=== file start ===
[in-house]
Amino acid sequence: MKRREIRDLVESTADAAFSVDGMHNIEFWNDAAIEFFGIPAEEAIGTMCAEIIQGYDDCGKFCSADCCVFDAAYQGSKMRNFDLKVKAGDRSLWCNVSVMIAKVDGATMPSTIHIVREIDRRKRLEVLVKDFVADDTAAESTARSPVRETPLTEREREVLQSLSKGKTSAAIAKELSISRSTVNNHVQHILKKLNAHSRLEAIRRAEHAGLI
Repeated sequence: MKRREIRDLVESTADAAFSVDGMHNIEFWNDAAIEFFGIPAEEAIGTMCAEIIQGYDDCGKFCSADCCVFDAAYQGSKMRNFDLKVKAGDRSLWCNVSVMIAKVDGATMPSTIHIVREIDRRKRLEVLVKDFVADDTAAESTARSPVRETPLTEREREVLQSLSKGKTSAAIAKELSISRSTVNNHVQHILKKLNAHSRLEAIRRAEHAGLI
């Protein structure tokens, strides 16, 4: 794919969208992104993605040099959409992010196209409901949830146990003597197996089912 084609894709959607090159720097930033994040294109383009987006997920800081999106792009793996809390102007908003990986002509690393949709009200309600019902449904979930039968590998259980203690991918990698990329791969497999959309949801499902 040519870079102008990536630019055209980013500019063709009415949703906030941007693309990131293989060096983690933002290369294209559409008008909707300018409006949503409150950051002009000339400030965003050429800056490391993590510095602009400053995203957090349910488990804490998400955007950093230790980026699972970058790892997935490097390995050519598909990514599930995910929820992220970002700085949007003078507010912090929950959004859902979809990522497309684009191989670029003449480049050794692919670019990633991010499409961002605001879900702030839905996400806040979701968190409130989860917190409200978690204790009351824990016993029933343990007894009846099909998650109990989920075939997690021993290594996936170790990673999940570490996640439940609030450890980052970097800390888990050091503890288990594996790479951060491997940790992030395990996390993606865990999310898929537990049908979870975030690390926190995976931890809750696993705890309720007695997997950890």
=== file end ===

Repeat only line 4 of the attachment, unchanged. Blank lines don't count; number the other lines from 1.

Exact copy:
């Protein structure tokens, strides 16, 4: 794919969208992104993605040099959409992010196209409901949830146990003597197996089912 084609894709959607090159720097930033994040294109383009987006997920800081999106792009793996809390102007908003990986002509690393949709009200309600019902449904979930039968590998259980203690991918990698990329791969497999959309949801499902 040519870079102008990536630019055209980013500019063709009415949703906030941007693309990131293989060096983690933002290369294209559409008008909707300018409006949503409150950051002009000339400030965003050429800056490391993590510095602009400053995203957090349910488990804490998400955007950093230790980026699972970058790892997935490097390995050519598909990514599930995910929820992220970002700085949007003078507010912090929950959004859902979809990522497309684009191989670029003449480049050794692919670019990633991010499409961002605001879900702030839905996400806040979701968190409130989860917190409200978690204790009351824990016993029933343990007894009846099909998650109990989920075939997690021993290594996936170790990673999940570490996640439940609030450890980052970097800390888990050091503890288990594996790479951060491997940790992030395990996390993606865990999310898929537990049908979870975030690390926190995976931890809750696993705890309720007695997997950890």